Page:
The PEOPLE of the State of California, Plaintiff and Respondent, v. Isaac TRUNNELL, Defendant and Appellant.
Isaac Trunnell appeals his conviction by the trial court of rape (former Pen.Code, s 261, subd. 3) and robbery (Pen.Code, s 211).
The Rape and Robbery
The trial court received in evidence the testimony which Lyvia K. had given at the preliminary hearing. She testified that on the evening of 22 April 1970 she was accosted by Trunnell and another man in a school parking lot in Los Angeles. Trunnell pushed Lyvia into her car, and he and his companion got in with her. Both men threatened Lyvia, savagely beat her, and tore off her clothers. Trunnell forced her to have sexual intercourse with him. He also took her purse, money, watch, and wedding ring. As Trunnell continued to beat Lyvia his companion drove the car and its occupants out of the parking lot. But Lyvia continued to struggle, and both men then left the car and ran away.
Los Angeles Police Officer Norris testified that on the evening of 22 April 1970 he found Lyvia near her car, nude, hysterical, beaten, bruised, and bleeding. The interior of her car was splashed with blood and her clothing was scattered about. A wallet containing Trunnell's identification was found on the floor of the rear seat of Lyvia's car. Lyvia's broken nose required surgery.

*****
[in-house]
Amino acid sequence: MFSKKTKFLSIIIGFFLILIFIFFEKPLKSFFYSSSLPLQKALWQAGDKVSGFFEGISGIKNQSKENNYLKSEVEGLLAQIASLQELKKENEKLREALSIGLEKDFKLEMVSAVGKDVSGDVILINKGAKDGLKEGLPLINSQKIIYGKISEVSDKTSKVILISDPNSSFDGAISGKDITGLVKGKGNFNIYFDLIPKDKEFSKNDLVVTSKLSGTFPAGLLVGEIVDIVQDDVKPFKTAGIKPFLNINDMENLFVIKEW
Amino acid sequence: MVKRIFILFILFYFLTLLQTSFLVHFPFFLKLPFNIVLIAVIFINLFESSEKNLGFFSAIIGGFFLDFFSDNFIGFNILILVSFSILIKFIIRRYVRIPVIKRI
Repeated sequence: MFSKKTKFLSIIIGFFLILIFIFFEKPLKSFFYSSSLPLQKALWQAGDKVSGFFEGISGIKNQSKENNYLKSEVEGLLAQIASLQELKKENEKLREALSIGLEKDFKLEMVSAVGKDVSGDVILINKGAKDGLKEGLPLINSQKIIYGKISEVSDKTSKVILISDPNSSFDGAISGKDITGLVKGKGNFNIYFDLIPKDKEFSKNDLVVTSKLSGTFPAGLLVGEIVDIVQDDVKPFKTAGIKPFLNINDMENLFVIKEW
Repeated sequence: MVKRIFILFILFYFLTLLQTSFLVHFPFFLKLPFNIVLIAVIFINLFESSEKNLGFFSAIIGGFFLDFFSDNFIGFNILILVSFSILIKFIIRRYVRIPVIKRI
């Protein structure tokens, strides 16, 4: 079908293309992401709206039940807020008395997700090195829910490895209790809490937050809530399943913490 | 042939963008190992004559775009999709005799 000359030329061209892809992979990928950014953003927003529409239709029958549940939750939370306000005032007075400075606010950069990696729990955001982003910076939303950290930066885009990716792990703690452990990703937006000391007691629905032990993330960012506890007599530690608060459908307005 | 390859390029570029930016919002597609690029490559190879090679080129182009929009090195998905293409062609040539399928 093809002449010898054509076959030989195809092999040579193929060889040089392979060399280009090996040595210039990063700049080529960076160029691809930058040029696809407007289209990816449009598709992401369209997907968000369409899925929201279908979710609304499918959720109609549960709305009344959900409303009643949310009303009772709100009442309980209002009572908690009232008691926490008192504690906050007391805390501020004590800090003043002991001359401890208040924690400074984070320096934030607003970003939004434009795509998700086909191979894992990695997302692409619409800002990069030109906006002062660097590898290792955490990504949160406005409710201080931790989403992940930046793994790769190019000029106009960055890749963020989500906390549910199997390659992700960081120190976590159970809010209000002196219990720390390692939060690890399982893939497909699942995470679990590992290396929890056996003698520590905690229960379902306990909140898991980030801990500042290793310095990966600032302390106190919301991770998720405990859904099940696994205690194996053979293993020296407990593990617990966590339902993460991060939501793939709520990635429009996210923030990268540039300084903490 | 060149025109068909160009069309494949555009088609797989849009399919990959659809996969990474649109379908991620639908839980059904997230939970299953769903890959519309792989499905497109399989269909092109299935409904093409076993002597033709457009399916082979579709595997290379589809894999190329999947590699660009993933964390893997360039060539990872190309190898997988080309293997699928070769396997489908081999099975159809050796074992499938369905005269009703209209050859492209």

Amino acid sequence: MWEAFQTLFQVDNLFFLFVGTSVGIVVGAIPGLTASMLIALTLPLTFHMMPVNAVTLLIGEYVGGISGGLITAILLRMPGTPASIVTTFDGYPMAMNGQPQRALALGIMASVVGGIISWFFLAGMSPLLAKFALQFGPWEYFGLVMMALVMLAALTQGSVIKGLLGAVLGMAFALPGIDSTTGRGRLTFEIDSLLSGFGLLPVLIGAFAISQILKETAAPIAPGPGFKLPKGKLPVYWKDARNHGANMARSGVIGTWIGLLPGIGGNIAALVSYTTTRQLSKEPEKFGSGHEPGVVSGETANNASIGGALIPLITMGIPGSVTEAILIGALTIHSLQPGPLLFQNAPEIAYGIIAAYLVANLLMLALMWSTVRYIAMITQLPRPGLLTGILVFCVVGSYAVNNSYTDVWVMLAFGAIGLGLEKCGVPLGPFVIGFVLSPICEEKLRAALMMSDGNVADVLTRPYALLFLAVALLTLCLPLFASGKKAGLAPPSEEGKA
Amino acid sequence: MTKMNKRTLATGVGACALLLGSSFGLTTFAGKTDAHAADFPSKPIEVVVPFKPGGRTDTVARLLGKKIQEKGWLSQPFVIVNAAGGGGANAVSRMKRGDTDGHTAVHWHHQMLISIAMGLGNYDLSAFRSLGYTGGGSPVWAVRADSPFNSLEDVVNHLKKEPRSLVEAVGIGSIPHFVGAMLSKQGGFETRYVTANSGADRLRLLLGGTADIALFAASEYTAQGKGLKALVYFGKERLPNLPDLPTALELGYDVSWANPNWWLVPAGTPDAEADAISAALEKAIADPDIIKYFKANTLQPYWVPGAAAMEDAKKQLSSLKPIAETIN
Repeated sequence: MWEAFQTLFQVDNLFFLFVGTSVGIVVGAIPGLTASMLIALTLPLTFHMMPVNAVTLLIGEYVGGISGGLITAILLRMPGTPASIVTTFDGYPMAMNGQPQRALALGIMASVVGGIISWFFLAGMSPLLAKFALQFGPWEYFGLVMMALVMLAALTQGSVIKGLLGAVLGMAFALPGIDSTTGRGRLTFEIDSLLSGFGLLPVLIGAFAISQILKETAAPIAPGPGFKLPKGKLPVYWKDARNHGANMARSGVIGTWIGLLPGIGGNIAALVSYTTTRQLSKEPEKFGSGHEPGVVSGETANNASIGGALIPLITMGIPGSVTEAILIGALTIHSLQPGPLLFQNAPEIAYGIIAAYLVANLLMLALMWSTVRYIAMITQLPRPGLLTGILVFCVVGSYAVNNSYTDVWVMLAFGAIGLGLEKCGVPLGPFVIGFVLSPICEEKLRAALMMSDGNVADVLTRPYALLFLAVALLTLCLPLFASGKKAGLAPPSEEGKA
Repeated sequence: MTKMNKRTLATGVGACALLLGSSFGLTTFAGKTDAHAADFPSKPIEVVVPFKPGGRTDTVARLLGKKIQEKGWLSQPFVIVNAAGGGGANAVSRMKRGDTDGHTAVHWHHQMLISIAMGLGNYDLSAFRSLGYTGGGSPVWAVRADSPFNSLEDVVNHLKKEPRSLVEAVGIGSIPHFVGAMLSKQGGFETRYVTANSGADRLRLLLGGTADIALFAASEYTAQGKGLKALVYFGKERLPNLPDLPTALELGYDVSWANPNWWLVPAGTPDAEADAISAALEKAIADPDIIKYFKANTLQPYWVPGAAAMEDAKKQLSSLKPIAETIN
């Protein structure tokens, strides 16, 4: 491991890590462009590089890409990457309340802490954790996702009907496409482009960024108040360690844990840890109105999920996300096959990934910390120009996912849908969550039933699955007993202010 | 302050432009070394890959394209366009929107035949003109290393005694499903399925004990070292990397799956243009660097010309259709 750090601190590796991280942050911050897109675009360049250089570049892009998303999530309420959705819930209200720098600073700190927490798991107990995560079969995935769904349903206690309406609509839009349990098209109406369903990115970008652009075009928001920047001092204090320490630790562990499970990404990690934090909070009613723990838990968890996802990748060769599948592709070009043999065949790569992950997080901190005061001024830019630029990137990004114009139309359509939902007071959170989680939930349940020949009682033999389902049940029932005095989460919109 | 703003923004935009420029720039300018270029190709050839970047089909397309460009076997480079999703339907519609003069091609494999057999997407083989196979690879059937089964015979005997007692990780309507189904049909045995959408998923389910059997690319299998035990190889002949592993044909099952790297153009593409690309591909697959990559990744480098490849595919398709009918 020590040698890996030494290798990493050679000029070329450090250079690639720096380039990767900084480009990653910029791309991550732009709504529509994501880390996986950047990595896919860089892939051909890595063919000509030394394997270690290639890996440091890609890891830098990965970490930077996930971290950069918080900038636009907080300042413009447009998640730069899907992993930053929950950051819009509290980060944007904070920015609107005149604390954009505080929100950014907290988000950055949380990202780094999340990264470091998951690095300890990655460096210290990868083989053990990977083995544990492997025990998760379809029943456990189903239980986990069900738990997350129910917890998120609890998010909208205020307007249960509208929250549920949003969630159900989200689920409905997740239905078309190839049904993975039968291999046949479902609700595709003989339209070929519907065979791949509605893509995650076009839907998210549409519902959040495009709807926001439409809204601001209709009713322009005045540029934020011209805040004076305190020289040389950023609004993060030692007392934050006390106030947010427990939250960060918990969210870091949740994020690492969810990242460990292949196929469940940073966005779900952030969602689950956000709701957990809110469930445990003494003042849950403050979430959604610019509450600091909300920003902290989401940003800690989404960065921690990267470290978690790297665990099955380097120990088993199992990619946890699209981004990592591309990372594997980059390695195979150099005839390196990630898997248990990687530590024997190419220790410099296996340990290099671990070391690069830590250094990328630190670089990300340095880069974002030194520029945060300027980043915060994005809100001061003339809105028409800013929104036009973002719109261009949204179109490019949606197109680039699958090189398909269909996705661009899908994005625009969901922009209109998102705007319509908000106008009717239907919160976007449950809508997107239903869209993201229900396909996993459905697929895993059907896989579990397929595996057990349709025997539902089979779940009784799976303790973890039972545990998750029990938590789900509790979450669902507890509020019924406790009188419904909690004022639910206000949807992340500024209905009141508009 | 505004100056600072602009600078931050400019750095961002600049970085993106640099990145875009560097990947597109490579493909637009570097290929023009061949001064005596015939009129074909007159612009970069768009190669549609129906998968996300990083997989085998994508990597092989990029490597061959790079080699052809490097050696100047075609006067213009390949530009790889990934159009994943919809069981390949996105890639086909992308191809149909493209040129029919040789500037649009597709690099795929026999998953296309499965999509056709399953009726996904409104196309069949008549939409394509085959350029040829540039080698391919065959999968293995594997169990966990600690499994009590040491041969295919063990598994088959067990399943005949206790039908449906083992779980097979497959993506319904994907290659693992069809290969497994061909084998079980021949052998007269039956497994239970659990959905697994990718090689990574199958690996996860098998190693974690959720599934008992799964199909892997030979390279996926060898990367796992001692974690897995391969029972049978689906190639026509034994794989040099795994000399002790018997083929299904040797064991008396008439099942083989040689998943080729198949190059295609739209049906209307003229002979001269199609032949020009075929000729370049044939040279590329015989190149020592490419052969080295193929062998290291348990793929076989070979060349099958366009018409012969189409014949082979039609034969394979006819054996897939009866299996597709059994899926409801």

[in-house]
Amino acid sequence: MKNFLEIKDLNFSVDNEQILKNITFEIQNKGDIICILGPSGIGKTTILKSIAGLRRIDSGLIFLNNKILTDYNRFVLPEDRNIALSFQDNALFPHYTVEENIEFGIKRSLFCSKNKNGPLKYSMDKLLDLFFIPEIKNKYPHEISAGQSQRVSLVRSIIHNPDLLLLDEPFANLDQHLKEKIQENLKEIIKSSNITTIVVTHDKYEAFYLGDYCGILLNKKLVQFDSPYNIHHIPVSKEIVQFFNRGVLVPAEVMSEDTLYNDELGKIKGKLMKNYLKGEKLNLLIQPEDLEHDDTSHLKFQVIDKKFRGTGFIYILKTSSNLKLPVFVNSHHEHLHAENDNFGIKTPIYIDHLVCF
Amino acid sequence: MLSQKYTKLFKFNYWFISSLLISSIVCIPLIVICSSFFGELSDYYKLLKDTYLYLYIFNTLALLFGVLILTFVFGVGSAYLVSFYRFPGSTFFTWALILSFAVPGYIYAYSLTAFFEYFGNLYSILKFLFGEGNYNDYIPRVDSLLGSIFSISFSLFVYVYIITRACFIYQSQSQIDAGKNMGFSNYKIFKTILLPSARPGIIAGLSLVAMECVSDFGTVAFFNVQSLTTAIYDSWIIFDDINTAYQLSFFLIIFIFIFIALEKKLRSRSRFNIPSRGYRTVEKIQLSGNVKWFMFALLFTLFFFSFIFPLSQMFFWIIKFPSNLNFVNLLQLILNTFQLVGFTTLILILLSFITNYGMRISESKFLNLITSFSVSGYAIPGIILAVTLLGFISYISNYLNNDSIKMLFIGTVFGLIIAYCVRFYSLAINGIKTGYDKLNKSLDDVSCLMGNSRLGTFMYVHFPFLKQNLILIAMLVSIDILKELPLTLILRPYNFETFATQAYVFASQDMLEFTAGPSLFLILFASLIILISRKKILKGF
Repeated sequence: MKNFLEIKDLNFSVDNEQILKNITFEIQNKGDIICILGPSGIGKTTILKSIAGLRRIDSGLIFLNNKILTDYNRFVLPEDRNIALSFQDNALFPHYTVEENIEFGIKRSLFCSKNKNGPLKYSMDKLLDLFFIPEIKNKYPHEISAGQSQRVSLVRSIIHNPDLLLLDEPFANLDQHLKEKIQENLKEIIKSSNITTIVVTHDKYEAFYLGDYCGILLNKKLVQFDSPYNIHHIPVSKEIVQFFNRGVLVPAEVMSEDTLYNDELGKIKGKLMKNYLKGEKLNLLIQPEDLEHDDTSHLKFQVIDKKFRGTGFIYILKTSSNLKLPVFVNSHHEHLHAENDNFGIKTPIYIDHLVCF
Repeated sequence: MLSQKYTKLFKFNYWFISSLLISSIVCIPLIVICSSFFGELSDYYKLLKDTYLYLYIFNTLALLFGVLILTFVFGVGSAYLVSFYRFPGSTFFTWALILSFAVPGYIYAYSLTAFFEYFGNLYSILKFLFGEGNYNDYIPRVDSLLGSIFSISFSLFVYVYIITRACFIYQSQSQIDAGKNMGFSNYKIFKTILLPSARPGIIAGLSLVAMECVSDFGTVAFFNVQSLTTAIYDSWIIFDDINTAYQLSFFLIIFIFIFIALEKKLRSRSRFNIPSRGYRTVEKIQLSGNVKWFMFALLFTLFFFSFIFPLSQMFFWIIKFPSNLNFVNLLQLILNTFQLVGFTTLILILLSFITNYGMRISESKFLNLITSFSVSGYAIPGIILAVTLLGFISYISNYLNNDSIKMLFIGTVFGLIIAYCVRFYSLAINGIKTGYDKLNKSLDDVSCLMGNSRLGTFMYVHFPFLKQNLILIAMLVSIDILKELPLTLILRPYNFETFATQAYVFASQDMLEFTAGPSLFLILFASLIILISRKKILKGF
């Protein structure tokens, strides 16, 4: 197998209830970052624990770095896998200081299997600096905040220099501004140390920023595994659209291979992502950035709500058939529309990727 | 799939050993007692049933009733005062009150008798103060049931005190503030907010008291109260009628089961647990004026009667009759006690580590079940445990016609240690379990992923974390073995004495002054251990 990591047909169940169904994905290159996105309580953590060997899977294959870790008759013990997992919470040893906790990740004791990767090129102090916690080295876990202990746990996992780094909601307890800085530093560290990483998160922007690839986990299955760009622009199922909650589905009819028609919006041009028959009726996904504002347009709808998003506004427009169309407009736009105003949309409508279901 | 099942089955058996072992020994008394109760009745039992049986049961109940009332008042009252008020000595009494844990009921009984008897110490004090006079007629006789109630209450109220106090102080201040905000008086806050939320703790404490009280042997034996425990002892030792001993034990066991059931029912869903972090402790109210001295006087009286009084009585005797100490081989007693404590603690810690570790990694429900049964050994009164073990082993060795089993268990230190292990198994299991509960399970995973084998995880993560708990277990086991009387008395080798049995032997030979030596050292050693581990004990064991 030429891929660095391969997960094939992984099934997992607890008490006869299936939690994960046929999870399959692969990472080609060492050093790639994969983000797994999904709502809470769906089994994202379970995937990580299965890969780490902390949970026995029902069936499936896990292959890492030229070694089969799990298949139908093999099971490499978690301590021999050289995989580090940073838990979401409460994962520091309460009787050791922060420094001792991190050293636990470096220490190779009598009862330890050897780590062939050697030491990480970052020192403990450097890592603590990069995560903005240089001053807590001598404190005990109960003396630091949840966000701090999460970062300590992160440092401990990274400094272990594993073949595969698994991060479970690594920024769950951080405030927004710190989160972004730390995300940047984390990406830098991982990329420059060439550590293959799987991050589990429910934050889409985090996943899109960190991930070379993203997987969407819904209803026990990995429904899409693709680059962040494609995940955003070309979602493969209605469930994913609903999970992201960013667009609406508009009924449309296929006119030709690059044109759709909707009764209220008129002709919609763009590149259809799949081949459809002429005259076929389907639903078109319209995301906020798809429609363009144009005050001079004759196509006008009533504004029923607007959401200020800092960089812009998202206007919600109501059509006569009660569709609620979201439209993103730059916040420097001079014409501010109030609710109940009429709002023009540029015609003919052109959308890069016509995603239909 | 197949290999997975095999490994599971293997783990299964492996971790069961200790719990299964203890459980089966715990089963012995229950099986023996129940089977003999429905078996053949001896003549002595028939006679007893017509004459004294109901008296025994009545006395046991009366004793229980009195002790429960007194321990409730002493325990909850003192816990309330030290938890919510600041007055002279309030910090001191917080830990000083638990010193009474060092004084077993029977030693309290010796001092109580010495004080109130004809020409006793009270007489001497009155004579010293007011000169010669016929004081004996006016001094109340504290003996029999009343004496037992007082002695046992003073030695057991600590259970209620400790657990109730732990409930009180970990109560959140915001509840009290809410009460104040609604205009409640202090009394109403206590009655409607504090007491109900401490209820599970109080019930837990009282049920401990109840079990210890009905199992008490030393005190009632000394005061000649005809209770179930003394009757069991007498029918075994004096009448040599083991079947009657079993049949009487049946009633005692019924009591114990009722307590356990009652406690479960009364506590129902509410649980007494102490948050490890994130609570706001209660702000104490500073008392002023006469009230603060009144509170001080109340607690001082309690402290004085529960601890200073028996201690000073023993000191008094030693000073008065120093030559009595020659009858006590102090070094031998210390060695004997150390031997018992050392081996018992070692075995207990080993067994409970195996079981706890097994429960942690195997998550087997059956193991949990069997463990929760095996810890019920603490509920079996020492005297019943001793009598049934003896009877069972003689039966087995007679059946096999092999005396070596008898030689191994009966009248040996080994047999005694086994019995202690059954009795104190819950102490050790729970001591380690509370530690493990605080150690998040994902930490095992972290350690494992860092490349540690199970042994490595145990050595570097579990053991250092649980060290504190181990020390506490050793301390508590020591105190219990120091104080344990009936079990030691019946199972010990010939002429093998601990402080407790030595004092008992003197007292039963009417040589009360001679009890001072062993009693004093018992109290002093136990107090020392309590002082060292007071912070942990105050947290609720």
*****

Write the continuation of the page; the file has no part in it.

At 11:30 that evening, Officers Minor and Walter confronted Trunnell as he came up to an address found in the wallet left in Lyvia's car. Trunnell hit one of the officers, kicked another, and tried to escape. After Trunnell's arrest Officer Minor saw blood and hair on Trunnell's clothes, hands, and legs.
Availability of Witness
The trial court admitted into evidence Lyvia's testimony at the preliminary hearing because it found that Lyvia, an alien, had returned to Israel and was unavailable to testify at the trial.
Police Sergeant Beck testified that he learned at the preliminary hearing on 15 May 1970 that Lyvia and her husband were planning to leave the country. Sergeant Beck was unable to get the trial advanced to a time before she left. Although Lyvia's husband wanted to return to the United States, Lyvia refused to do so and went to live at her mother's home in Tel Aviv, Israel. Her plans to return to Los Angeles remained uncertain. Lyvia's cousin received a letter from Lyvia in Israel postmarked 25 September 1970, the first day of trial.